Translational or translationable? A call for ethno-immersion in (empirical) bioethics research

Jordan A Parsons*, Harleen Kaur Johal, Joshua Parker, Elizabeth Chloe Romanis

*Corresponding author for this work

Research output: Contribution to journalArticle (Academic Journal)peer-review

2 Citations (Scopus)
1 Downloads (Pure)


The shift towards "empirical bioethics" was largely triggered by a recognition that stakeholders' views and experiences are vital in ethical analysis where one hopes to produce practicable recommendations. Such perspectives can provide a rich resource in bioethics scholarship, perhaps challenging the researcher's perspective. However, overreliance on a picture painted by a group of research participants—or on pre-existing literature in that field—can lead to a biased view of a given context, as the subjectivity of data generated in these ways cannot (and should not wholly) be escaped. In response, we propose the implementation of a complementary approach of ethno-immersion in bioethics research. By positioning oneself in the context being researched, the researcher can better understand the realities of that context. The researcher's understanding will, naturally, be subjective too. However, it will act as a better developed and more informed outsider view, when considering the picture painted by participants and previous studies, thus enabling the researcher to introduce more nuance when analysing data. We introduce this approach after examining what we call the context detachment problem, whereby some bioethics scholarship—empirical or otherwise—fails to reflect the reality of the healthcare setting it concerns. Our proposed ethno-immersion (which differs from formal ethnography) is then explored as a response, highlighting its benefits, and answering the question of timing within a research project. Finally, we reflect on the applicability of our proposal to non-empirical bioethics scholarship, concluding that it remains important but may require some adjustments.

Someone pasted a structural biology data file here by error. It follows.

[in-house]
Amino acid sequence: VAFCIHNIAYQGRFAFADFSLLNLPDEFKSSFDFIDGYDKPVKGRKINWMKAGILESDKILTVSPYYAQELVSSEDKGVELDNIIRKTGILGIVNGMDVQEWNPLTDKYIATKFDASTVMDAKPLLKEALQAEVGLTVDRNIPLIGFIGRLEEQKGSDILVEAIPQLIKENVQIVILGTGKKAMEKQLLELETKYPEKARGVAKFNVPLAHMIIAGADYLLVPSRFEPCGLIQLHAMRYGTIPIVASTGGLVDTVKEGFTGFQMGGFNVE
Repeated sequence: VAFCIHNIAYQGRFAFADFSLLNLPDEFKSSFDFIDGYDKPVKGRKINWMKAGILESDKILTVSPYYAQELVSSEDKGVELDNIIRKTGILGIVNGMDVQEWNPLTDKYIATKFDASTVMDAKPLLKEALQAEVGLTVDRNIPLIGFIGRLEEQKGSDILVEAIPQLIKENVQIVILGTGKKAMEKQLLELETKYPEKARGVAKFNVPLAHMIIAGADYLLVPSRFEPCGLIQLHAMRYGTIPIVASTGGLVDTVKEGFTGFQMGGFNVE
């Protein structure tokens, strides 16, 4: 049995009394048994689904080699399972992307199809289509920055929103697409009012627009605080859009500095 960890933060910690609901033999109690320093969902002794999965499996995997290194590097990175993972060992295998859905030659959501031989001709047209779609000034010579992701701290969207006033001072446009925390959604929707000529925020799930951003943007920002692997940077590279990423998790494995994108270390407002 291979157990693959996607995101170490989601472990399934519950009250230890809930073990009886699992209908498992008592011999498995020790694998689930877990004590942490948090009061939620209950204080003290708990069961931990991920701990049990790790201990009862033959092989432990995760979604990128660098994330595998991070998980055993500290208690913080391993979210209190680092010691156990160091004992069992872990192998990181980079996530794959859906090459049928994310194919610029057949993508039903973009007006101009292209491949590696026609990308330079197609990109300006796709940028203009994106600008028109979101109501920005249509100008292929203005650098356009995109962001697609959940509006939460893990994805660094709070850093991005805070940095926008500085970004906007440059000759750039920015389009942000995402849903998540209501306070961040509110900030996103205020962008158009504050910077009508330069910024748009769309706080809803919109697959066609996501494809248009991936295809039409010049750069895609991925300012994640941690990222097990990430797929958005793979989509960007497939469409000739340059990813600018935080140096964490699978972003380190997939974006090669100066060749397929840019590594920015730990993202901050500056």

Original languageEnglish
Early online date21 Jul 2023
Publication statusE-pub ahead of print - 21 Jul 2023

Bibliographical note

Publisher Copyright:
© 2023 The Authors. Bioethics published by John Wiley & Sons Ltd.


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